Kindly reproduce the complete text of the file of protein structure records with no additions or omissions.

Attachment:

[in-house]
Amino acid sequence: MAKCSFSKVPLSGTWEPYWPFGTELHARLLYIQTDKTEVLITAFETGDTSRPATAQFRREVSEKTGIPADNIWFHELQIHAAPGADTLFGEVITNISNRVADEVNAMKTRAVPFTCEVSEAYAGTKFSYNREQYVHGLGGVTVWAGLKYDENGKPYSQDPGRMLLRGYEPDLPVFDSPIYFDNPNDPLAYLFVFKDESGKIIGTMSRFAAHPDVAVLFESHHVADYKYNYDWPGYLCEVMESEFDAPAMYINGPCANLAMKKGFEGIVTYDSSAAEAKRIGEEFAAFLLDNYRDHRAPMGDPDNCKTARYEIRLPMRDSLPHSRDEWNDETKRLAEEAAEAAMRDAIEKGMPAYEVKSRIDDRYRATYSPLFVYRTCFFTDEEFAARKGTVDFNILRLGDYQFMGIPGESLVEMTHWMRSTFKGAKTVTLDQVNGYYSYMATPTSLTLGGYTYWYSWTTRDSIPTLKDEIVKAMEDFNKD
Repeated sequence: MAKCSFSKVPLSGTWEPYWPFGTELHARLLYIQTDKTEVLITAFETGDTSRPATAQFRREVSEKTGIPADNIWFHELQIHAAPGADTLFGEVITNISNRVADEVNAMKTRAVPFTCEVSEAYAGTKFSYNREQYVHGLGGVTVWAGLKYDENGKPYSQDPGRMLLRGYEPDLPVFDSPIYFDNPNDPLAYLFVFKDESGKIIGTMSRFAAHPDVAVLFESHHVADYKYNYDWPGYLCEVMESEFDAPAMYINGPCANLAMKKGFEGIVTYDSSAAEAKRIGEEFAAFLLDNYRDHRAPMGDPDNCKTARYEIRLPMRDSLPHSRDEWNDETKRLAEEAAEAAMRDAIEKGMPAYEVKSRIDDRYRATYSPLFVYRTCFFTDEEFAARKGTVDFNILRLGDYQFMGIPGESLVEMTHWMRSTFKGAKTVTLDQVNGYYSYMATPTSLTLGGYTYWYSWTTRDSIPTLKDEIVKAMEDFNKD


[in-house]
Amino acid sequence: MAKCSFSKVPLSGTWEPYWPFGTELHARLLYIQTDKTEVLITAFETGDTSRPATAQFRREVSEKTGIPADNIWFHELQIHAAPGADTLFGEVITNISNRVADEVNAMKTRAVPFTCEVSEAYAGTKFSYNREQYVHGLGGVTVWAGLKYDENGKPYSQDPGRMLLRGYEPDLPVFDSPIYFDNPNDPLAYLFVFKDESGKIIGTMSRFAAHPDVAVLFESHHVADYKYNYDWPGYLCEVMESEFDAPAMYINGPCANLAMKKGFEGIVTYDSSAAEAKRIGEEFAAFLLDNYRDHRAPMGDPDNCKTARYEIRLPMRDSLPHSRDEWNDETKRLAEEAAEAAMRDAIEKGMPAYEVKSRIDDRYRATYSPLFVYRTCFFTDEEFAARKGTVDFNILRLGDYQFMGIPGESLVEMTHWMRSTFKGAKTVTLDQVNGYYSYMATPTSLTLGGYTYWYSWTTRDSIPTLKDEIVKAMEDFNKD
Repeated sequence: MAKCSFSKVPLSGTWEPYWPFGTELHARLLYIQTDKTEVLITAFETGDTSRPATAQFRREVSEKTGIPADNIWFHELQIHAAPGADTLFGEVITNISNRVADEVNAMKTRAVPFTCEVSEAYAGTKFSYNREQYVHGLGGVTVWAGLKYDENGKPYSQDPGRMLLRGYEPDLPVFDSPIYFDNPNDPLAYLFVFKDESGKIIGTMSRFAAHPDVAVLFESHHVADYKYNYDWPGYLCEVMESEFDAPAMYINGPCANLAMKKGFEGIVTYDSSAAEAKRIGEEFAAFLLDNYRDHRAPMGDPDNCKTARYEIRLPMRDSLPHSRDEWNDETKRLAEEAAEAAMRDAIEKGMPAYEVKSRIDDRYRATYSPLFVYRTCFFTDEEFAARKGTVDFNILRLGDYQFMGIPGESLVEMTHWMRSTFKGAKTVTLDQVNGYYSYMATPTSLTLGGYTYWYSWTTRDSIPTLKDEIVKAMEDFNKD